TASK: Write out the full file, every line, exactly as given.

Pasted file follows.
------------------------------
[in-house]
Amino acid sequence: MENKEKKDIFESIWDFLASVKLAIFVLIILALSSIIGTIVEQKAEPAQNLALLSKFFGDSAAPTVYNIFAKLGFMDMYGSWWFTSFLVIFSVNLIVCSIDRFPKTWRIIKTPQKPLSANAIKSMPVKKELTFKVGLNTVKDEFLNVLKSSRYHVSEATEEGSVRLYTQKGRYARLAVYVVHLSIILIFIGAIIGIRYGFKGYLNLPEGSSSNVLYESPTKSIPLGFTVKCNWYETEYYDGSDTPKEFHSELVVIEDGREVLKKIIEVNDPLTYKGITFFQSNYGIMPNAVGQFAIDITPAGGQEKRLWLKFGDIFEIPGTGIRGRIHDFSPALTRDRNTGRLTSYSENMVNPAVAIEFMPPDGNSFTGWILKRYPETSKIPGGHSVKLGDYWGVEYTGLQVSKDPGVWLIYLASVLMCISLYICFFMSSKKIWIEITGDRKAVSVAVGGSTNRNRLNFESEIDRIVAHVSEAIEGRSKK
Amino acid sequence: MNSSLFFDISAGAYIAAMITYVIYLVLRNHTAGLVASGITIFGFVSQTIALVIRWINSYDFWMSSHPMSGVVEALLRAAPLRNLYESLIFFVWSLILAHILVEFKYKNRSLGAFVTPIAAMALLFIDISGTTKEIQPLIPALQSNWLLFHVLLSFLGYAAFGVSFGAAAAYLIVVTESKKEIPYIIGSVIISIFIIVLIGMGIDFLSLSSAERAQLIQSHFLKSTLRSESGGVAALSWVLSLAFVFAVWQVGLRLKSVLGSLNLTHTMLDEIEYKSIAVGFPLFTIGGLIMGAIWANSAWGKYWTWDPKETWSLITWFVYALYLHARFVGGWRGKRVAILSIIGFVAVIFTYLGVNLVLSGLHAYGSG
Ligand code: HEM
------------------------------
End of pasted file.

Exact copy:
[in-house]
Amino acid sequence: MENKEKKDIFESIWDFLASVKLAIFVLIILALSSIIGTIVEQKAEPAQNLALLSKFFGDSAAPTVYNIFAKLGFMDMYGSWWFTSFLVIFSVNLIVCSIDRFPKTWRIIKTPQKPLSANAIKSMPVKKELTFKVGLNTVKDEFLNVLKSSRYHVSEATEEGSVRLYTQKGRYARLAVYVVHLSIILIFIGAIIGIRYGFKGYLNLPEGSSSNVLYESPTKSIPLGFTVKCNWYETEYYDGSDTPKEFHSELVVIEDGREVLKKIIEVNDPLTYKGITFFQSNYGIMPNAVGQFAIDITPAGGQEKRLWLKFGDIFEIPGTGIRGRIHDFSPALTRDRNTGRLTSYSENMVNPAVAIEFMPPDGNSFTGWILKRYPETSKIPGGHSVKLGDYWGVEYTGLQVSKDPGVWLIYLASVLMCISLYICFFMSSKKIWIEITGDRKAVSVAVGGSTNRNRLNFESEIDRIVAHVSEAIEGRSKK
Amino acid sequence: MNSSLFFDISAGAYIAAMITYVIYLVLRNHTAGLVASGITIFGFVSQTIALVIRWINSYDFWMSSHPMSGVVEALLRAAPLRNLYESLIFFVWSLILAHILVEFKYKNRSLGAFVTPIAAMALLFIDISGTTKEIQPLIPALQSNWLLFHVLLSFLGYAAFGVSFGAAAAYLIVVTESKKEIPYIIGSVIISIFIIVLIGMGIDFLSLSSAERAQLIQSHFLKSTLRSESGGVAALSWVLSLAFVFAVWQVGLRLKSVLGSLNLTHTMLDEIEYKSIAVGFPLFTIGGLIMGAIWANSAWGKYWTWDPKETWSLITWFVYALYLHARFVGGWRGKRVAILSIIGFVAVIFTYLGVNLVLSGLHAYGSG
Ligand code: HEM